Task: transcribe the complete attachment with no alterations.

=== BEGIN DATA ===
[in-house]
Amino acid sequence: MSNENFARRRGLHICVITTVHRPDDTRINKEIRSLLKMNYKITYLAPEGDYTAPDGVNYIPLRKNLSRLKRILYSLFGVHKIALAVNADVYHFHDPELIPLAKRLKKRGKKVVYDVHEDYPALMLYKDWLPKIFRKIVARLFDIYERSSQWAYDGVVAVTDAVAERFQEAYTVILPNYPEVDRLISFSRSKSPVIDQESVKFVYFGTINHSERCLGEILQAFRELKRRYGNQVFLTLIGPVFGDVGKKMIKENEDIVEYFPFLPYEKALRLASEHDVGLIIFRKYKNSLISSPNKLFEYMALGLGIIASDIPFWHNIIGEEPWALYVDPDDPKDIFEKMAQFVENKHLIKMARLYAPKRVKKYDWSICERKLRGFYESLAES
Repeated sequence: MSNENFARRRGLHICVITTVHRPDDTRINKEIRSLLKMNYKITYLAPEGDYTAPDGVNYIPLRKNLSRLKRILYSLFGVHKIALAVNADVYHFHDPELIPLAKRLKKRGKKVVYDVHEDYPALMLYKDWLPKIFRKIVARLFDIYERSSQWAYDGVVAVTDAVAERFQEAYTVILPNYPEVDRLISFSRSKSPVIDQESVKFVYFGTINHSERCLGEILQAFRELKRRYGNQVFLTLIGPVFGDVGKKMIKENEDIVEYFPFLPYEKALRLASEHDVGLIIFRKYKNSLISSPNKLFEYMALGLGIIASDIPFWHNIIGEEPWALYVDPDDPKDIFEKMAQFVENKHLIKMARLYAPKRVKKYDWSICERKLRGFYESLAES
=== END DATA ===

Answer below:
[in-house]
Amino acid sequence: MSNENFARRRGLHICVITTVHRPDDTRINKEIRSLLKMNYKITYLAPEGDYTAPDGVNYIPLRKNLSRLKRILYSLFGVHKIALAVNADVYHFHDPELIPLAKRLKKRGKKVVYDVHEDYPALMLYKDWLPKIFRKIVARLFDIYERSSQWAYDGVVAVTDAVAERFQEAYTVILPNYPEVDRLISFSRSKSPVIDQESVKFVYFGTINHSERCLGEILQAFRELKRRYGNQVFLTLIGPVFGDVGKKMIKENEDIVEYFPFLPYEKALRLASEHDVGLIIFRKYKNSLISSPNKLFEYMALGLGIIASDIPFWHNIIGEEPWALYVDPDDPKDIFEKMAQFVENKHLIKMARLYAPKRVKKYDWSICERKLRGFYESLAES
Repeated sequence: MSNENFARRRGLHICVITTVHRPDDTRINKEIRSLLKMNYKITYLAPEGDYTAPDGVNYIPLRKNLSRLKRILYSLFGVHKIALAVNADVYHFHDPELIPLAKRLKKRGKKVVYDVHEDYPALMLYKDWLPKIFRKIVARLFDIYERSSQWAYDGVVAVTDAVAERFQEAYTVILPNYPEVDRLISFSRSKSPVIDQESVKFVYFGTINHSERCLGEILQAFRELKRRYGNQVFLTLIGPVFGDVGKKMIKENEDIVEYFPFLPYEKALRLASEHDVGLIIFRKYKNSLISSPNKLFEYMALGLGIIASDIPFWHNIIGEEPWALYVDPDDPKDIFEKMAQFVENKHLIKMARLYAPKRVKKYDWSICERKLRGFYESLAES